(Order #M-260)

  • In this case, the Commission found that an implicit waiver of the privilege had occurred in respect of a letter from a lawyer which was kept in the requester's personnel file. The requester was authorized to view the record at any time when she was acting as the executive secretary to the institution. The institution indicated that it was reviewing its practices with a view towards creating a separate filing system for solicitor's letters and removing them from employee's personnel files.

 

(Order #M-291)

  • Where a solicitor for an institution sent a summary of an opinion to another private sector solicitor, he or she waived the privilege. The institution, a Town, had passed a by-law which endorsed all actions taken by the solicitor in the proceedings in question. As a result, the Commission found that the solicitor had acted on behalf of the Town when the summary of the opinion was disclosed and the privilege waived.

 

(Order #P-780)

  • Where Crown counsel sends letters to the appellant's solicitor, who was a third party with an adverse interest in litigation, the privilege is waived.

 

(Order #M-2, M-11, M-19, M-59, M-61, M-69, and see also Orders #163, 170 and P-227 where draft records were held to be covered by the solicitor/client privilege.)

  • The disclosure of a 'final' legal opinion that is subject to solicitor/client privilege does not constitute a waiver in respect of the earlier 'draft' legal opinion. The two opinions are separate responses, produced at different times. The second opinion was provided by the solicitor after consultation with his client in respect of the 'draft'. The earlier 'draft' legal opinion is still subject to this exemption. The solicitor/client privilege applies even though the legal opinion was obtained in response to concerns raised by members of the public.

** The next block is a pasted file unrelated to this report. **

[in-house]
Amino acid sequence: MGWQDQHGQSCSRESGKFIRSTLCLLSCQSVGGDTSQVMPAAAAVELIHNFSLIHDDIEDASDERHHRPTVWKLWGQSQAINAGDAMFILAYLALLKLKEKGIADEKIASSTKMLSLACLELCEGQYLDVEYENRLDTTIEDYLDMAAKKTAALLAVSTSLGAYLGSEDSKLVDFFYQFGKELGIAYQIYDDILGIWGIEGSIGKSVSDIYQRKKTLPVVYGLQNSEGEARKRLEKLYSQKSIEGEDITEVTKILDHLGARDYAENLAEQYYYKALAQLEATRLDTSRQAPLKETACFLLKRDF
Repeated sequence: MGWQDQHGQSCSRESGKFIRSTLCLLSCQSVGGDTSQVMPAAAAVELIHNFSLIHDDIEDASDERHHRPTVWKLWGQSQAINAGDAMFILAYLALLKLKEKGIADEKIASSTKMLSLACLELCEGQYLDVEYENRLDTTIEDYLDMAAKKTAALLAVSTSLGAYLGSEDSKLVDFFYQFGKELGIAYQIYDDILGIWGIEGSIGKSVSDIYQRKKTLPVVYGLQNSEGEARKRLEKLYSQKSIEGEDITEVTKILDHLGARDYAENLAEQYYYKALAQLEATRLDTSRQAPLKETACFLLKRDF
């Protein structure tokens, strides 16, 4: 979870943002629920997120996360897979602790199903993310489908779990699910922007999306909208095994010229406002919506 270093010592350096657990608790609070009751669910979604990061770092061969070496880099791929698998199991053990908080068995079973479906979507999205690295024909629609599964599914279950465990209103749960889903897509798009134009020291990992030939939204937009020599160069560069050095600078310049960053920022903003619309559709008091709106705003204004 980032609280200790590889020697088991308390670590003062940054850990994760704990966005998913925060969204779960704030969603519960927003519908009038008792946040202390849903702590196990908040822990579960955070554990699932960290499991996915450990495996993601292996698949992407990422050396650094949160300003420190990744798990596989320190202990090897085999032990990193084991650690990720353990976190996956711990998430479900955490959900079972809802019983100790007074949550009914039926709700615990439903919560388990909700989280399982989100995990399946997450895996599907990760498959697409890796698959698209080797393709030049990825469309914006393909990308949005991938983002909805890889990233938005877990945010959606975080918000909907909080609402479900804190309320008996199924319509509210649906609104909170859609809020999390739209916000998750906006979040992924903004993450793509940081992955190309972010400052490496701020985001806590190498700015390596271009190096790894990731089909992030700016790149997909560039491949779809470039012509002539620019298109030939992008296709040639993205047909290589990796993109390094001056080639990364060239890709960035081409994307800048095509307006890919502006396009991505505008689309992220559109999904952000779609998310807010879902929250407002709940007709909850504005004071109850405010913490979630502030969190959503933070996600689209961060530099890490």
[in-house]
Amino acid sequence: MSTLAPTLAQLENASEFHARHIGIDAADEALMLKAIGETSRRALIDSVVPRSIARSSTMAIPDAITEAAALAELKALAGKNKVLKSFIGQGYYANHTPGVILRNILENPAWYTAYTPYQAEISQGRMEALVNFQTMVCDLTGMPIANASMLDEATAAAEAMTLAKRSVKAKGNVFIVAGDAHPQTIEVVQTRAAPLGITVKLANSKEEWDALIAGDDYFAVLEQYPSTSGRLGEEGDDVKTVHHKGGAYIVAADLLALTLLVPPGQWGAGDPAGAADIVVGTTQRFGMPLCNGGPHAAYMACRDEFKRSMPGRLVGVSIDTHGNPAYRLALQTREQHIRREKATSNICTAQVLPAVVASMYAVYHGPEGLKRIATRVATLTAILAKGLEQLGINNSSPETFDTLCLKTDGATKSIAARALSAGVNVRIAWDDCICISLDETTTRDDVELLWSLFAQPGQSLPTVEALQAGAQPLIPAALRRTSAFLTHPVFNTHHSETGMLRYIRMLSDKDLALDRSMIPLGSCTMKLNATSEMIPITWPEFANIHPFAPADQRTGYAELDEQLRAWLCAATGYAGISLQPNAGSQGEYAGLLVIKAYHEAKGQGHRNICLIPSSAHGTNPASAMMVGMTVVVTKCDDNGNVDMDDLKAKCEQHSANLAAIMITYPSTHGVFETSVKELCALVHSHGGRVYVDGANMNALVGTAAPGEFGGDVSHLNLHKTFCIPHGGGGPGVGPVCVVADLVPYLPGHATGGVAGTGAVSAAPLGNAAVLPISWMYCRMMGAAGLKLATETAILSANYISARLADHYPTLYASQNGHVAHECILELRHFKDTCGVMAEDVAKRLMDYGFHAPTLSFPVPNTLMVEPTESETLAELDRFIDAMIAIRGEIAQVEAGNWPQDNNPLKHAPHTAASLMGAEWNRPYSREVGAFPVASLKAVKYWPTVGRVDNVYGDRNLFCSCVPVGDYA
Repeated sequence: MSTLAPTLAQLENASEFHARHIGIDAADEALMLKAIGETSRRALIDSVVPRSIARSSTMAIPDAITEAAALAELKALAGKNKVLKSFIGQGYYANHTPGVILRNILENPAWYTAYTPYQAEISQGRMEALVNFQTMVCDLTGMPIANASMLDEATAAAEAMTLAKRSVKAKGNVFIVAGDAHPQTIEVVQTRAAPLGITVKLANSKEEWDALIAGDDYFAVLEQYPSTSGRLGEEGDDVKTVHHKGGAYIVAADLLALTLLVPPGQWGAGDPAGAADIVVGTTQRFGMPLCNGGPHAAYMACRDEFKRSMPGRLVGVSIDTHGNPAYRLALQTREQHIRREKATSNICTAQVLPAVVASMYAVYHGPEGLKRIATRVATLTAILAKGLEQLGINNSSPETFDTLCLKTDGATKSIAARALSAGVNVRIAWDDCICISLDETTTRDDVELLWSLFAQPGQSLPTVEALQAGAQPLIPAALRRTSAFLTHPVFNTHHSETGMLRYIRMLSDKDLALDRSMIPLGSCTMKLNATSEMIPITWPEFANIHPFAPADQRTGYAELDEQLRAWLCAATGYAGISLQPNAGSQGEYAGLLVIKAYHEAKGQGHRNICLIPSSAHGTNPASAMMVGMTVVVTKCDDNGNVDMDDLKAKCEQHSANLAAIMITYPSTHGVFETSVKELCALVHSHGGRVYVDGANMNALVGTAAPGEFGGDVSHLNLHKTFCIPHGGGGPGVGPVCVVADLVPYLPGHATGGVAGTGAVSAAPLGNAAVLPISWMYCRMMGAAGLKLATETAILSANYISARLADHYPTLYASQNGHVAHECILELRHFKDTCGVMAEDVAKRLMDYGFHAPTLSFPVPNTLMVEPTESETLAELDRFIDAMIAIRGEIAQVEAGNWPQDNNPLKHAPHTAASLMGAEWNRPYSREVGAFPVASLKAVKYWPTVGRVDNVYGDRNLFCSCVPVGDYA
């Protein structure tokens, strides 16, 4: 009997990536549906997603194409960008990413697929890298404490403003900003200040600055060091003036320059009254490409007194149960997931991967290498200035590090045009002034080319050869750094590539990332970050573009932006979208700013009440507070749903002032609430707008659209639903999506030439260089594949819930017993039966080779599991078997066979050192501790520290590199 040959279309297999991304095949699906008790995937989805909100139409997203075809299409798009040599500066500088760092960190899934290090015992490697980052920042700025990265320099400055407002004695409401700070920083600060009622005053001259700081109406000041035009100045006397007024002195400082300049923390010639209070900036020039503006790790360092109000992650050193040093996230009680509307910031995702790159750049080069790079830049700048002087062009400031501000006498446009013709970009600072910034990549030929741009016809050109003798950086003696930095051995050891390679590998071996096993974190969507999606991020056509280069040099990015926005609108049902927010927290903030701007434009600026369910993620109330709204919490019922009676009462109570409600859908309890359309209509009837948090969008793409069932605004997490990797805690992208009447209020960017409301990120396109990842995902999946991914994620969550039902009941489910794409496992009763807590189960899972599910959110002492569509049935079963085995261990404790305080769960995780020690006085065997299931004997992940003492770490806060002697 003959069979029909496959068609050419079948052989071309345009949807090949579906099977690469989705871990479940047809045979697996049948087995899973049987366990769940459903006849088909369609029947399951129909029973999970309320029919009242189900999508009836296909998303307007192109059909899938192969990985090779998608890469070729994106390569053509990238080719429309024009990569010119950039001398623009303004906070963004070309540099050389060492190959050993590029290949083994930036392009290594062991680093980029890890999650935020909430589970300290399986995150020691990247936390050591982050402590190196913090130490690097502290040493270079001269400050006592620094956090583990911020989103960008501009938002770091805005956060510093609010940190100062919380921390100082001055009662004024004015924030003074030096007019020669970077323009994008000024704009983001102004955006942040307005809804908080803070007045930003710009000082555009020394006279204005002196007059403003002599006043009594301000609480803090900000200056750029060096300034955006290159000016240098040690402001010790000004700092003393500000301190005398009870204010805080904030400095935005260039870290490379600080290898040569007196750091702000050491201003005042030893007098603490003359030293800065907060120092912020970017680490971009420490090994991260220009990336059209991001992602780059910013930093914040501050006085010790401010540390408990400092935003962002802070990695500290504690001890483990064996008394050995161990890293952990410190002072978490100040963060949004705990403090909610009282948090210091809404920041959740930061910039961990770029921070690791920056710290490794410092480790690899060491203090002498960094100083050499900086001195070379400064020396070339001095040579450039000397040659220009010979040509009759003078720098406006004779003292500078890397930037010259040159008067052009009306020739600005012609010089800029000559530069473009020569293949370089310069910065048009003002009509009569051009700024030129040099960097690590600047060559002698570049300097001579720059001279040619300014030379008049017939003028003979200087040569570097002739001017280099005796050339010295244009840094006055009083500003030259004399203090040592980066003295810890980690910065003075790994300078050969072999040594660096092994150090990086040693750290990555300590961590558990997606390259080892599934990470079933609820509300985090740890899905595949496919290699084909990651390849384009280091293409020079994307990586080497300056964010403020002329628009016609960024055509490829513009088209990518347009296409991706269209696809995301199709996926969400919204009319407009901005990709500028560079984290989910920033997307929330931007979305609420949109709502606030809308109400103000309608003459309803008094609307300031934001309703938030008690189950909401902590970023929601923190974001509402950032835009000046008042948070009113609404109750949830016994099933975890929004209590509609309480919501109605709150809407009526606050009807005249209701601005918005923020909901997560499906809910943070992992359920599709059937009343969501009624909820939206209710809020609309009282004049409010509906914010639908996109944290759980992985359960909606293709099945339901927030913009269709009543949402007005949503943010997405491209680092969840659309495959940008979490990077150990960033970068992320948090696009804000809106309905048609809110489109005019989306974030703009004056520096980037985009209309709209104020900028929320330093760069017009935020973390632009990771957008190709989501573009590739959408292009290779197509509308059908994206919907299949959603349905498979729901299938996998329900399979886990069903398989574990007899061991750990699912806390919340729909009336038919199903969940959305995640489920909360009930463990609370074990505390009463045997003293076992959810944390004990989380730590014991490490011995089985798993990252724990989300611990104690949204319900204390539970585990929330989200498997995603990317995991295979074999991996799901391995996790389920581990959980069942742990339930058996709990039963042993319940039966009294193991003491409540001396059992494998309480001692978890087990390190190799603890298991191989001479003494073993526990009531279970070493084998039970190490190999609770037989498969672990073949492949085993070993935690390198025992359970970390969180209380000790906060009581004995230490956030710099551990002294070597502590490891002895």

b) 1st Branch:

(Order #P-281)

  • A Crown counsel's memorandum is prepared for use in giving legal advice where it provides an interpretation of an agreement and legal options to consider in attempting to resolve a matter under dispute.

 

(Order #P-417)

  • Where a non-lawyer employee of an institution creates a record that quotes from a legal opinion provided by a lawyer to the institution, the quotes are exempt under this section.

 

(Order #126 and see contra below, Order #M-213)

  • A legal account from a lawyer to his or her client reflects a confidential communication related to legal advice and is therefore exempt under the first branch of the common-law solicitor/client privilege. The account reflects communications of a confidential nature directly related to the seeking, formulating or giving of legal advice between a client and its legal advisor. The Commission, in coming to this decision, considered the case of The Mutual Life Assurance Company of Canada v. The Deputy General of Canada [1984] C.T.C. 155, Supreme Court of Ontario (Toronto Motions Court).

 

(Orders #M-213, M-258, P-624, M-274, P-667, P-676 (see contra above, Order #126))

  • Invoices and accounts from a lawyer to his or her client are not automatically covered by the common-law solicitor/client privilege. The institution must determine whether the contents of the legal account relate in a tangible and direct way to the seeking, formulating or provision of legal advice. The Commission ruled that, in this case, the legal account which set out in summary fashion the steps that the law firm took to complete its work assignment, did not contain legal advice and did not reveal any such advice indirectly. The account did not reveal the subjects which the law firm was asked to investigate, the strategy used to address these issues or the result of the advice. The Commission noted that the intent of the legislation would be ill-served by allowing this exemption to be used to shield a non-substantive record of this nature from public scrutiny, particularly in times when public bodies have to ensure that tax dollars are spent wisely.

 

(Orders #P-624, M-274)